Sparking learning into life

Two Motor vehicle students recently put their skills to the test – by creating their own e-bikes.

The Level 2 students were looking for a more reliable mode of transport. So when an opportunity to convert their bicycles into e-bikes presented itself at college, they seized it.

Student Aidan Stone said: “I converted my bike by taking off the back wheel and fitting a new one with the motor attached to the wheel, then I fitted the battery and controller to the frame and wired everything up.

“I needed a more reliable mode of transport than an e-scooter. This helps me get to work and to college, and it has better range.

“We learned about the electrics of vehicles which helped me a lot when wiring my bike up. Our technician, Chris Poole and lecturer, Howard Wallace were a great help.

“I have found my course brilliant and we’re always learning new stuff. Once I’ve finished, I’m hoping to go into a garage.”

Harrogate College is focused on supporting the green economy by providing the green skills training our district needs. As part of that commitment, we will be introducing a new electric vehicle infrastructure training course this September.

We have also teamed up with a number of local experts to promote the sustainable agenda. Those include eDub Conversions, a North Yorkshire company that specialises in electric vehicle conversions.

When it came to his bicycle conversion, student Eddie Gibbs took inspiration from the local business’s example. He said: “What eDub is doing is trying a completely new thing in the area of vehicles, and helping to expand the motor vehicle industry.”

Eddie is hoping to land a job in the motorsport industry.

Programme Manager for Business and Professional at Harrogate College, Deborah Redman, taught both students English over the past two years.

She said: “We are all really proud of the progress they have made while they have been here. They are both passionate about cars, and showing an interest in the green agenda.”

Sustainability is a key value for the college, which has published a pledge that sets out its goal of becoming net zero carbon by 2030.

It is also providing carbon literacy training for students and staff, and has taken steps to ensure recycling and sustainability are embedded into all of its courses.

Design-a-menu project hailed as a great example of teamwork

‘A really successful collaboration’.

That’s the tasty verdict on a design-the-menu project that Harrogate College has just completed for RHS Garden Harlow Carr.

Hospitality students were asked to create a hypothetical menu, with a focus on sustainability, for the new café Harlow Carr is creating at the former Harrogate Arms pub.

The challenge involved the students splitting into sub-teams to come up with different ideas. Their completed menus ended up featuring everything from vegetable lasagne to an eggs Benedict and smoothie combo, along with some inventive twists on traditional family favourites.

Each sub-group had to then explain their concepts, and provide samples of their dishes for tasting, during an end-of-project presentation.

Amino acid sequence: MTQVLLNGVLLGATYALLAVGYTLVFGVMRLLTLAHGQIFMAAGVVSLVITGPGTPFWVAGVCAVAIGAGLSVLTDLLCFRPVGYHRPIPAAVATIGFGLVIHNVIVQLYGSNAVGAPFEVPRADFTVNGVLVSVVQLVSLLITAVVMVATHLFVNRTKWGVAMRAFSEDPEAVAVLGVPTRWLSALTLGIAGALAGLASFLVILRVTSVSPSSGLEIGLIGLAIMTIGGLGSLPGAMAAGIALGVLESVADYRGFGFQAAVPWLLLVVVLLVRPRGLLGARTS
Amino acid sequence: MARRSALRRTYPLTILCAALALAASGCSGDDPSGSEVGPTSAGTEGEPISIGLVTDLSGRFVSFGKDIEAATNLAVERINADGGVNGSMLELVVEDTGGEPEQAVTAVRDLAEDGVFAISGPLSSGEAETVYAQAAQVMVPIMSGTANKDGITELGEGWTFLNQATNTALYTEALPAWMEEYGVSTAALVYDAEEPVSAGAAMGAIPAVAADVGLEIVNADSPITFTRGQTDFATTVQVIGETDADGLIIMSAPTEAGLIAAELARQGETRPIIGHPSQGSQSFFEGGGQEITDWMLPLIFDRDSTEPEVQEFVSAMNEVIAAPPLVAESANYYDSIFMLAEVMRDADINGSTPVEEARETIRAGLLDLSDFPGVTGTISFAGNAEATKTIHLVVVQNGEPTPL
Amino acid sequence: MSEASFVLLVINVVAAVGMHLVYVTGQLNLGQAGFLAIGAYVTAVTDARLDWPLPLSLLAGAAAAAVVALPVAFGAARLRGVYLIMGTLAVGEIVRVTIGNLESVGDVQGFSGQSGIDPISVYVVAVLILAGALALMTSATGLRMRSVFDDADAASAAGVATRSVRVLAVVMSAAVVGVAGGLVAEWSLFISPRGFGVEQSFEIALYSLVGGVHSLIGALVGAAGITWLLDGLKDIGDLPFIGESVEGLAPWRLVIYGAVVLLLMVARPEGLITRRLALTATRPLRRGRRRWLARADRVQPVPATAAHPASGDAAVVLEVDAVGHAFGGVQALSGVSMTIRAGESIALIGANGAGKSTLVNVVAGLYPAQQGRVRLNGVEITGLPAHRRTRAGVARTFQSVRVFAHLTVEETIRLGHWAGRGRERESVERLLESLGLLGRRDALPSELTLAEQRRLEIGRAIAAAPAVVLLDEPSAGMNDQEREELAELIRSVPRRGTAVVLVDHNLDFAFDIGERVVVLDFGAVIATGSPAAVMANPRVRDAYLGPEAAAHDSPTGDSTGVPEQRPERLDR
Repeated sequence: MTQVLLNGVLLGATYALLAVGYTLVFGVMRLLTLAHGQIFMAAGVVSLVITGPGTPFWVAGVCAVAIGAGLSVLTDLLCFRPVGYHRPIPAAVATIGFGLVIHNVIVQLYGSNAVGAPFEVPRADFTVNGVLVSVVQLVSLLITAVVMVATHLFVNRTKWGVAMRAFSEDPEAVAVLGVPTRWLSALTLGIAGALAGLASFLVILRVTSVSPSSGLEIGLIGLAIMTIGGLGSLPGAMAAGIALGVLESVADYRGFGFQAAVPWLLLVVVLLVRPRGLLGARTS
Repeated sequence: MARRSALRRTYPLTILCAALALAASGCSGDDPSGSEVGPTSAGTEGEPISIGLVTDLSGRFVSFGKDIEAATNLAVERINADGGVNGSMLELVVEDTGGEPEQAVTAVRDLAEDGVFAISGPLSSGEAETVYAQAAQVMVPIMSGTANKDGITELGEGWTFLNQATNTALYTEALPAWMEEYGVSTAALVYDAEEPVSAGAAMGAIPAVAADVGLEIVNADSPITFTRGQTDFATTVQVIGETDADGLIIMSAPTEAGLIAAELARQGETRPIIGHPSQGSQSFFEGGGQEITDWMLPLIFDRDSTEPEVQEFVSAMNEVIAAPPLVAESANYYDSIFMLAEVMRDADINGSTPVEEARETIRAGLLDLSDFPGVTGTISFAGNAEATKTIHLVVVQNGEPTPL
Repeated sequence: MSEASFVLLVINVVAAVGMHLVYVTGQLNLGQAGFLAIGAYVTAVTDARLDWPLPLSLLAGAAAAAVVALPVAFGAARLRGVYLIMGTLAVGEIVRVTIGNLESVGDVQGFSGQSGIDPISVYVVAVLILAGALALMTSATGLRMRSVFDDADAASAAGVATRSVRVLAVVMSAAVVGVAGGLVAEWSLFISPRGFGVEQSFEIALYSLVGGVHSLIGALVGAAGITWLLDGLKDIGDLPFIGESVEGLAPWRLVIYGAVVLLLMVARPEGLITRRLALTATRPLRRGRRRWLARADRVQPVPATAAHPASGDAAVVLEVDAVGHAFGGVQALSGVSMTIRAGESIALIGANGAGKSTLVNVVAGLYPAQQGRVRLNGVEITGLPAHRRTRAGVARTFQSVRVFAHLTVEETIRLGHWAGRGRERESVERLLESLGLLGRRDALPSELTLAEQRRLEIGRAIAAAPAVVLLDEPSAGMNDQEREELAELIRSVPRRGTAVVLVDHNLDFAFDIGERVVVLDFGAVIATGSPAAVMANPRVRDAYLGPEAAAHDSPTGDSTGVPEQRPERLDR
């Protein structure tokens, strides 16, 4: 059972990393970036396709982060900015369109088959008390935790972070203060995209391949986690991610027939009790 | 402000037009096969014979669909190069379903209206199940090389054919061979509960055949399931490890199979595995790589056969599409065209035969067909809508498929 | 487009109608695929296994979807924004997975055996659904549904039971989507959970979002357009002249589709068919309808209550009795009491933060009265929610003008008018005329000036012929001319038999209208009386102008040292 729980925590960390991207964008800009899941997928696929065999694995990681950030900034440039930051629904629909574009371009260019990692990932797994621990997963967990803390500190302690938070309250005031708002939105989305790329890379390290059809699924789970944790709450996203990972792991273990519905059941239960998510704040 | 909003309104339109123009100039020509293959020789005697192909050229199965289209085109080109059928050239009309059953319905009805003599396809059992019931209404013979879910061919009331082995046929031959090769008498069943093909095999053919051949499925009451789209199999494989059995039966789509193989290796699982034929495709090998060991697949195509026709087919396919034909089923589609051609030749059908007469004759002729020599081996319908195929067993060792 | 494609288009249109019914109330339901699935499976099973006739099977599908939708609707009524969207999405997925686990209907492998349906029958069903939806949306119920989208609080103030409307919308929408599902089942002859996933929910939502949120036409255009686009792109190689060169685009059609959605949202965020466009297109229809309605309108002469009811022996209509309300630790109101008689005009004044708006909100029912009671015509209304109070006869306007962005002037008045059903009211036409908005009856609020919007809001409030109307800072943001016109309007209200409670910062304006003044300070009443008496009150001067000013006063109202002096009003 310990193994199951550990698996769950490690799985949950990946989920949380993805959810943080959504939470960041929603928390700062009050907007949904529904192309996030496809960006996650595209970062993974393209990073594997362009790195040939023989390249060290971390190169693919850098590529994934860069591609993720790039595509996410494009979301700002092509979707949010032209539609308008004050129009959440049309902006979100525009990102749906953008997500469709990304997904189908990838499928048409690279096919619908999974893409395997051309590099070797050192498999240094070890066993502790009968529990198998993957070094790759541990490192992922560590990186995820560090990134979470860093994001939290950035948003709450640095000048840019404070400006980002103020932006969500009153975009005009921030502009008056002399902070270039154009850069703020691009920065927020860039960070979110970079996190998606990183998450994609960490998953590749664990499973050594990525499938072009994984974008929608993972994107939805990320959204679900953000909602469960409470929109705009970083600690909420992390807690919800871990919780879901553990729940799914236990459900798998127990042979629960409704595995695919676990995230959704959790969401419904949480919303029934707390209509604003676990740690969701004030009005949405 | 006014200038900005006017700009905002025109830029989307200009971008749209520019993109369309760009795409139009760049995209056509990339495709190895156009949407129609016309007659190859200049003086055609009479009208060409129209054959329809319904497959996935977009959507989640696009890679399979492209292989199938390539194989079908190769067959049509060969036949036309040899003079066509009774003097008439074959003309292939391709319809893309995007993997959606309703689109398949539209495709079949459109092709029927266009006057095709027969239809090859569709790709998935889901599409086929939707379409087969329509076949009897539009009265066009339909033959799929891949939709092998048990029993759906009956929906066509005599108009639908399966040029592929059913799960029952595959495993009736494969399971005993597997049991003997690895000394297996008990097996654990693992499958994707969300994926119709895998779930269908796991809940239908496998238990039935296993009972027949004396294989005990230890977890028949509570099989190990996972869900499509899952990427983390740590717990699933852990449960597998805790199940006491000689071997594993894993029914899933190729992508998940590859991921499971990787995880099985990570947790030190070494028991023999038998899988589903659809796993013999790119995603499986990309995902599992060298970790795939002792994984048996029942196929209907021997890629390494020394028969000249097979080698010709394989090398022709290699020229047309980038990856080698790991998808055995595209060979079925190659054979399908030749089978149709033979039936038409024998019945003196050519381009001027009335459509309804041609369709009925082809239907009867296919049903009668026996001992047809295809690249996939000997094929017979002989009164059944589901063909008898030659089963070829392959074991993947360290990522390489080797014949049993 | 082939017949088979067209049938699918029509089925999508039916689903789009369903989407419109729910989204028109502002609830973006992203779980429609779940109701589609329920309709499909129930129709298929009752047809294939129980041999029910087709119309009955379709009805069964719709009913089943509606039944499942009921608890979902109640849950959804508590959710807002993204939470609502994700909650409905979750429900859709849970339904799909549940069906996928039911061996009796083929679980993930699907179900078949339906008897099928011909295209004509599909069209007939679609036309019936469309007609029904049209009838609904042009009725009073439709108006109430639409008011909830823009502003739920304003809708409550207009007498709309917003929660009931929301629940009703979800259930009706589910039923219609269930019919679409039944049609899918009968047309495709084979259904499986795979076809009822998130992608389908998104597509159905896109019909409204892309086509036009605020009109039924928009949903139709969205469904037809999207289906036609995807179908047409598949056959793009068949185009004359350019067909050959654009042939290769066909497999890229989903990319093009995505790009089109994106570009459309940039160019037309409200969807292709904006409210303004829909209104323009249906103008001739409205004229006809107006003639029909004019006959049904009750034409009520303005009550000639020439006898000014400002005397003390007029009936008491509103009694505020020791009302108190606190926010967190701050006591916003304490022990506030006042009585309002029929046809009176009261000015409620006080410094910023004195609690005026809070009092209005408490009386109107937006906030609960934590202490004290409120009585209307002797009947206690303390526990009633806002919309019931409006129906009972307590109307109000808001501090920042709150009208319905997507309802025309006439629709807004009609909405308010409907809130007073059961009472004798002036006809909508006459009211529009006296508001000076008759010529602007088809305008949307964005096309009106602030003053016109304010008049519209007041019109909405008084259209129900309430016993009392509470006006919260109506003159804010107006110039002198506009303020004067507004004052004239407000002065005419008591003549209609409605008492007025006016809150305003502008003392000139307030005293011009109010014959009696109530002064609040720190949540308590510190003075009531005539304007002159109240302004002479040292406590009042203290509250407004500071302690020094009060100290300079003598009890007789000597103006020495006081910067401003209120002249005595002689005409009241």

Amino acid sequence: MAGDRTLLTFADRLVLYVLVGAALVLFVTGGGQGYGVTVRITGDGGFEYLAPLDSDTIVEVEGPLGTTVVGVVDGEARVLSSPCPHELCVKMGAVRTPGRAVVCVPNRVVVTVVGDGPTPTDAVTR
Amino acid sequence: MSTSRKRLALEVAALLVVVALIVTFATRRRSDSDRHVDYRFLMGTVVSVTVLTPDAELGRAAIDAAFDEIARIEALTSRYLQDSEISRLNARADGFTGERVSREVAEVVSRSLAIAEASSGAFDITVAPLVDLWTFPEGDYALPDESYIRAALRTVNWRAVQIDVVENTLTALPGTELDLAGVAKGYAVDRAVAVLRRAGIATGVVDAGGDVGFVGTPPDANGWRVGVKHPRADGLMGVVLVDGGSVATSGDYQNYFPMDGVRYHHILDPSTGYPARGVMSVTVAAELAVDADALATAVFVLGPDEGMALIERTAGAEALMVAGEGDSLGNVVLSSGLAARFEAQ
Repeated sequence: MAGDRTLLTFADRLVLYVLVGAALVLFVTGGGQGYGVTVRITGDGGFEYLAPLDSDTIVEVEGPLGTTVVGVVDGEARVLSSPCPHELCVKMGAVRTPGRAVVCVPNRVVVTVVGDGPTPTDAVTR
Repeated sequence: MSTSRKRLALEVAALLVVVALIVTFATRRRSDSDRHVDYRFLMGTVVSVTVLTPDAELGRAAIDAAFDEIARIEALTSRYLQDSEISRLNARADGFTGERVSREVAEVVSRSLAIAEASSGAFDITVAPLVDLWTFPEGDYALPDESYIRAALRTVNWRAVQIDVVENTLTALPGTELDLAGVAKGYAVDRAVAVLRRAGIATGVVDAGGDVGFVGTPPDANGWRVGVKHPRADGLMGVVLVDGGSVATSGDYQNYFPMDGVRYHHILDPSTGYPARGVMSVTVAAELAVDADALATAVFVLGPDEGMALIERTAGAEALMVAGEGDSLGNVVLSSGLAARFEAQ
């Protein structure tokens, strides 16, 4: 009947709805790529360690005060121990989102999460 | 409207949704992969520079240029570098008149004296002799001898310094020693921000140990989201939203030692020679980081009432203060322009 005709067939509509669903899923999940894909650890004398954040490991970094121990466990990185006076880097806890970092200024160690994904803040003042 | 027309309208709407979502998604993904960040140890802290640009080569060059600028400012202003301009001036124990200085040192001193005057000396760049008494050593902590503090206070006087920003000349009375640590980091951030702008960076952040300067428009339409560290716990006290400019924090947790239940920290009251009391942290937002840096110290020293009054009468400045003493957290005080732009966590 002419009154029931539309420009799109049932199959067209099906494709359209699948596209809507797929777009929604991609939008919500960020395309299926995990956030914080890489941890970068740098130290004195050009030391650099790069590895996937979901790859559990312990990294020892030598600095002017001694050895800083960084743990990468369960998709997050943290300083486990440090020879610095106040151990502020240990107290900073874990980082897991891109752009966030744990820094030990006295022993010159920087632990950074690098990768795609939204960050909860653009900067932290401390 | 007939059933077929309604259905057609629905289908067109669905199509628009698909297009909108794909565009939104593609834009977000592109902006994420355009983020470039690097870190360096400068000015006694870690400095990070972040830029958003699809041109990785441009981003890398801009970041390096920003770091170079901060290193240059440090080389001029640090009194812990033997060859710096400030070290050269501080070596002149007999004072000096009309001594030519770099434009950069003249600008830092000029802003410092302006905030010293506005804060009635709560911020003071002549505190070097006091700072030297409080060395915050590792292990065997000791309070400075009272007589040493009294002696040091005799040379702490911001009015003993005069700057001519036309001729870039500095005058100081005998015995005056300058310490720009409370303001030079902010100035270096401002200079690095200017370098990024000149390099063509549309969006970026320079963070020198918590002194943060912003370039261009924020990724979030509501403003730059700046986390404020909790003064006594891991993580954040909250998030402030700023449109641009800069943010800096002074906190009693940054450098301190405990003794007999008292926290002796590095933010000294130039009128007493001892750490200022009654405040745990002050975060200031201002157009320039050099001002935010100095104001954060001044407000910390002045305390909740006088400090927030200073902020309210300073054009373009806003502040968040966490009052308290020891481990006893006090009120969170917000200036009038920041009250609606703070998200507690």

The Harlow Carr team were impressed with the results, and gave positive feedback across the board.

Praise for thoughtful, well-planned and sustainability-focused ideas

Commenting on a presentation by students Ellena, Chris and Amber, they said:The vegetable lasagne and side salad looked very colourful and fresh. It was excellently presented and would appeal to both adults and children alike.

“The presentation was extremely thorough and well planned. There was excellent consideration given to sourcing local food and reducing the carbon footprint.

“Their menu choice appealed to us as they had considered our audience and their needs. They provided a menu that created the option of eating in or ‘taking out’, which customers would appreciate the flexibility.

“Consideration was also given to the ‘take-out’ packaging providing ethical choices, for example through using beeswax wraps.”

The project proved a hit with the students too, who enjoyed a fact-finding trip to the gardens. They were then given a ‘sowing and growing’ masterclass – using planters built at the college – by an RHS Harlow Carr gardener, who visited several times.

Harrogate College, which is working towards becoming net zero carbon by 2030, has made sustainability one of its key goals and provides carbon literacy training to students and staff.

A great chance to grow and develop

In her report, Professional Cookery student Ellena Harrison-Wood described how she relished the chance to come up with environmentally-friendly solutions as part of her team’s pitch.

She said: “Doing this project massively helped me personally grow and develop a lot of skills, including my *STEM 7 skills. 

“We were very conscious of our carbon footprint and making it as small as possible. Part of our plan was to use local businesses in Harrogate to really cut down on the travel of our ingredients, and to give back to the local community. “

Harrogate College’s Cultural, Contemporary and Heritage Studies Programme Manager, Jason Parry, added: “It has been a really successful collaborative project and the students have taken a lot from it.

“They did a great job, and we’re already talking to Harlow Carr about teaming up again soon.”

Students, staff and visitors, meanwhile, will be able to sample some of the vegetables and herbs that the students have been growing when the Bistro holds a Street Food Festival on Thursday 30 June.